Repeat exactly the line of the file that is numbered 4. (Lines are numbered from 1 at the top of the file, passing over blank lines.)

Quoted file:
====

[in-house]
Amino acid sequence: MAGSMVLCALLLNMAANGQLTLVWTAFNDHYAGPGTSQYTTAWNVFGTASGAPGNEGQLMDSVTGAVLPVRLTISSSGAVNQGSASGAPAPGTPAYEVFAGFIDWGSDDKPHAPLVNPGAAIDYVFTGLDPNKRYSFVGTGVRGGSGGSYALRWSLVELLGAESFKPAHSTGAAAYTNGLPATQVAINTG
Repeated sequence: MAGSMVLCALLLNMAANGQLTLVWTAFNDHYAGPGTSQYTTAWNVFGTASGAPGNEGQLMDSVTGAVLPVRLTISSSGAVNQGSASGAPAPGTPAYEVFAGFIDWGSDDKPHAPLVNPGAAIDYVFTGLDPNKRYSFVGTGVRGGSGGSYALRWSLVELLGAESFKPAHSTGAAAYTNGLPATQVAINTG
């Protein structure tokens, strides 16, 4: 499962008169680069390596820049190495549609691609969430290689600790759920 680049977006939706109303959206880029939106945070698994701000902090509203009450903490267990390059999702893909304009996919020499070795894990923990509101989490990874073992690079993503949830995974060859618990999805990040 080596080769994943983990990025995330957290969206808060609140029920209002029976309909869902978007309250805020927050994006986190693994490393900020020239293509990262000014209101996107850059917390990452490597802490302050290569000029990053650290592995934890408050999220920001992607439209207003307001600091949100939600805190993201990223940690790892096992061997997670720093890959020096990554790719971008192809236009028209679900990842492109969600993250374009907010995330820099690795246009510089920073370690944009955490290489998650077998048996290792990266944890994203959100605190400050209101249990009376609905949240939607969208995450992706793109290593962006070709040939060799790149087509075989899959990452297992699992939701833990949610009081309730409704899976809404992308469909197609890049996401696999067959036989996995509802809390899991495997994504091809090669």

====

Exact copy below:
């Protein structure tokens, strides 16, 4: 499962008169680069390596820049190495549609691609969430290689600790759920 680049977006939706109303959206880029939106945070698994701000902090509203009450903490267990390059999702893909304009996919020499070795894990923990509101989490990874073992690079993503949830995974060859618990999805990040 080596080769994943983990990025995330957290969206808060609140029920209002029976309909869902978007309250805020927050994006986190693994490393900020020239293509990262000014209101996107850059917390990452490597802490302050290569000029990053650290592995934890408050999220920001992607439209207003307001600091949100939600805190993201990223940690790892096992061997997670720093890959020096990554790719971008192809236009028209679900990842492109969600993250374009907010995330820099690795246009510089920073370690944009955490290489998650077998048996290792990266944890994203959100605190400050209101249990009376609905949240939607969208995450992706793109290593962006070709040939060799790149087509075989899959990452297992699992939701833990949610009081309730409704899976809404992308469909197609890049996401696999067959036989996995509802809390899991495997994504091809090669």